“I’ve never been an extremist,” Rowhani said on state TV shortly after the official results were announced. “I support moderation.”
Alireza Nader, a senior policy analyst at the Rand Corp. who follows Iranian affairs, described Rowhani as a de facto hero for reformists who couldn’t support any of the other five candidates on the ballot.
“It remains to be seen how much room will be given to Rowhani by Supreme Leader Ayatollah Ali Khamenei and the Revolutionary Guard,” he cautioned.
But clearly for Iran’s leadership, the resounding strength of Rowhani’s victory underscores the resilience and reach of the opposition that coalesced four years ago around the now-crushed Green Movement.
In the divided country, it also may provide a bit of buffer. The outcome could ease some of the opposition anger and be used by the ruling clerics to try to bolster their image and legitimacy.
The White House congratulated Iranian voters for “their courage in making their voices heard” despite clampdowns that included severe restrictions on the Internet, a key tool of Iran’s opposition. Washington urged Tehran’s leadership to “heed the will of the Iranian people and make responsible choices,” while noting the U.S. remained open for direct dialogue with Iran.
The Israeli Foreign Ministry issued a statement with a reminder that Khamenei and his inner circle control Iran’s nuclear program and “Iran will continue to be judged by its actions, in the nuclear sphere as well as on the issue of terror.”
Iranian officials, including Rowhani, insist the country’s nuclear efforts are only for energy and medical purposes.
While the nuclear issues are ultimately under the wide powers of the ruling clerics, one of the top duties of Iran’s president is guiding the economy.
This could quickly become a huge burden for Rowhani’s government with new U.S. sanctions set to take effect July 1 — about six weeks before he officially takes over.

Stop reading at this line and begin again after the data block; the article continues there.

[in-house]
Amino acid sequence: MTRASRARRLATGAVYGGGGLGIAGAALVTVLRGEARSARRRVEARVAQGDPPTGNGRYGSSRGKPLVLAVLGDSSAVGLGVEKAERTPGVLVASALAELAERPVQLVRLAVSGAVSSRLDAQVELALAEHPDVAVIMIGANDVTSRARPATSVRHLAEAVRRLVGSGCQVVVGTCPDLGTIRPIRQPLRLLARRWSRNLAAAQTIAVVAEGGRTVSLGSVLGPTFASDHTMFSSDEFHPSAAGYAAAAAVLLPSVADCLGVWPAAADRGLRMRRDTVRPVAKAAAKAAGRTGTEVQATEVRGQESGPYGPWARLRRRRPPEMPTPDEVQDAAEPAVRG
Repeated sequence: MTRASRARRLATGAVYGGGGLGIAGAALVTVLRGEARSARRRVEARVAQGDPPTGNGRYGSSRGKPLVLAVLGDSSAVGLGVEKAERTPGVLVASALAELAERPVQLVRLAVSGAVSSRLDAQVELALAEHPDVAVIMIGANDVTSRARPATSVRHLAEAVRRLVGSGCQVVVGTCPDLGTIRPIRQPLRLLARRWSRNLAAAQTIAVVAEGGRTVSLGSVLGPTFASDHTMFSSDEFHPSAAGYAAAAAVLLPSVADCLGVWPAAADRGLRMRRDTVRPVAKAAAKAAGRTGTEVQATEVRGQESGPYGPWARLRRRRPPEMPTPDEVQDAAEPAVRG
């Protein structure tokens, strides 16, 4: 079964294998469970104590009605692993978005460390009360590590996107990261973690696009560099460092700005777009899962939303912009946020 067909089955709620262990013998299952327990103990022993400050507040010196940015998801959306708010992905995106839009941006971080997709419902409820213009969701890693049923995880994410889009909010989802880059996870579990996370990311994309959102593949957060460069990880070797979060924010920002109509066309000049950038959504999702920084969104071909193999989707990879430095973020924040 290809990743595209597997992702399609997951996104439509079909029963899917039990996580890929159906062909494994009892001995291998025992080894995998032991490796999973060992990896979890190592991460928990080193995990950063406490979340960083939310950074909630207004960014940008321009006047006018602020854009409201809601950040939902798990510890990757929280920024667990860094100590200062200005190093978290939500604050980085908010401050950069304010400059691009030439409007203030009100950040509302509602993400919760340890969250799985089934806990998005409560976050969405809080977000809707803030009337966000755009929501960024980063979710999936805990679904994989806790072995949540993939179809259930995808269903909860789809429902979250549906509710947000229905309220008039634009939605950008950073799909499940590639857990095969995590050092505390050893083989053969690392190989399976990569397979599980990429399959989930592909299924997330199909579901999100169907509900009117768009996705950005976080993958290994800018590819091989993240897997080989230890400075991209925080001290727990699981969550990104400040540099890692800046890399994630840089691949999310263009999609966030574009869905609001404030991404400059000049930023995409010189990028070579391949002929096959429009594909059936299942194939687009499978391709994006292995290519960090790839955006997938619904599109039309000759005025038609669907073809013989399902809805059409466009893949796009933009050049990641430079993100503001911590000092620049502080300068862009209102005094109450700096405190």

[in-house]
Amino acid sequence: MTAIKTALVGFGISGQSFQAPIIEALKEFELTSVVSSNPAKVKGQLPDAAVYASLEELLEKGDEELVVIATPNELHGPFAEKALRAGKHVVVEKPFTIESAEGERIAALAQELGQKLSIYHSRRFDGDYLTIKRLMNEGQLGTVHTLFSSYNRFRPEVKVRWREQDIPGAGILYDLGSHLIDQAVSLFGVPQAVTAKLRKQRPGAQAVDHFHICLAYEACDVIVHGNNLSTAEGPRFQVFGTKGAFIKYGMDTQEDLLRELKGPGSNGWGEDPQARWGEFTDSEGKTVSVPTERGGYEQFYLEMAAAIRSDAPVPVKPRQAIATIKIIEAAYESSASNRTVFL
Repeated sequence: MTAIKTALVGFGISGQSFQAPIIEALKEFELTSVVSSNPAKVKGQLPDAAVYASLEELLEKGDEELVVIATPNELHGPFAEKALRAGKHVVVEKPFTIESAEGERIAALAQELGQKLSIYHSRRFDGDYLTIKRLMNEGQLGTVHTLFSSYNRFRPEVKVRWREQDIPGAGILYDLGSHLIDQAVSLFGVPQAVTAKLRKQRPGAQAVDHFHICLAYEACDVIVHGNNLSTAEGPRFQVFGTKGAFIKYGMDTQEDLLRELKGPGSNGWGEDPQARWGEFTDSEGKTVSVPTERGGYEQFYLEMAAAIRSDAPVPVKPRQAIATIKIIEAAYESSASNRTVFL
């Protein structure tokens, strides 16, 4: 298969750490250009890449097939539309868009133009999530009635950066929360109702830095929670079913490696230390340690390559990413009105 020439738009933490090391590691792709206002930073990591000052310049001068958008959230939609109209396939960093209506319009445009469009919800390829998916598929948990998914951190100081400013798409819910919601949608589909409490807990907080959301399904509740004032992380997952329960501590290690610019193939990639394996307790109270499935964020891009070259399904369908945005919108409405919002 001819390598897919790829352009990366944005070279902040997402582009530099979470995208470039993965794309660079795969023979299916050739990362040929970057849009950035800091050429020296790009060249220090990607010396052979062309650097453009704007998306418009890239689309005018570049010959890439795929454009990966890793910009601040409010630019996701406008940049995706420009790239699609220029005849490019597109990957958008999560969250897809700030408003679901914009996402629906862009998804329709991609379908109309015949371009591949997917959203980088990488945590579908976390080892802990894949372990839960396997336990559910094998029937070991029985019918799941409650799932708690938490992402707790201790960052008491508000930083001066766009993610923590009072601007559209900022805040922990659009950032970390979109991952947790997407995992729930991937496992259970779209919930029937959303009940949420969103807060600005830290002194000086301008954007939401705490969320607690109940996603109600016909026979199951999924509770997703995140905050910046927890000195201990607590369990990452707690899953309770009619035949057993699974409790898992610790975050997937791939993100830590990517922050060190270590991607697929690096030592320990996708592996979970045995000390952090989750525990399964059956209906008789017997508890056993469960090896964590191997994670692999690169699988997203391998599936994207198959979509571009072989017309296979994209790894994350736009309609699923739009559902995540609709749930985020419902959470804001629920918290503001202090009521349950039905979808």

Western sanctions have shrunk vital oil sales and left the country isolated from international banking systems. The new American measures will further target Iran’s currency, the rial, which has lost half its foreign exchange value in the past year, driving prices of food and consumer goods sharply higher.
Israeli PM Binyamin Netanyahu urged caution and not to be fooled by the new president:
Prime Minister Binyamin Netanyahu made clear in Sunday’s cabinet meeting that he was unimpressed by new Iranian President Hassan Rohani’s ‘moderate” credentials, saying that he too calls Israel the “Great Zionist Satan.”
Netanyahu, in his first public reaction to Rohani’s victory, advised the world not to have any illusions, or to now be enticed to soften sanctions on Iran.
“We are not deluding ourselves,” he said. “We need to remember that the Iranian ruler at the outset disqualified candidates who were not in line with his extreme world view, and from among those whom he did allow, the one seen as least identified with the regime was elected. But we are still speaking about someone who calls Israel the ‘great Zionist Satan.”
Netanyahu said that in any event it was Ayatollah Ali Khamenei, the country’s Supreme Leader, who determines Iran’s nuclear policy, and not the country’s president.
“The more the pressure on Iran increases, the greater the chances of stopping the Iranian nuclear program, which still remains the worlds’ greatest thereat,” Netanyahu said.
In a reference to former Iranian president Mohammad Khatami, who served from 1997- 2005, Netanyahu said he too was considered moderate by the West but did not bring about any change in Iran’s “aggressive” policies.
Netanyahu’s caution is very well-placed. I hope the rest of the world takes note and doesn’t get too carried away by the excitement of this pseudo-democratic election.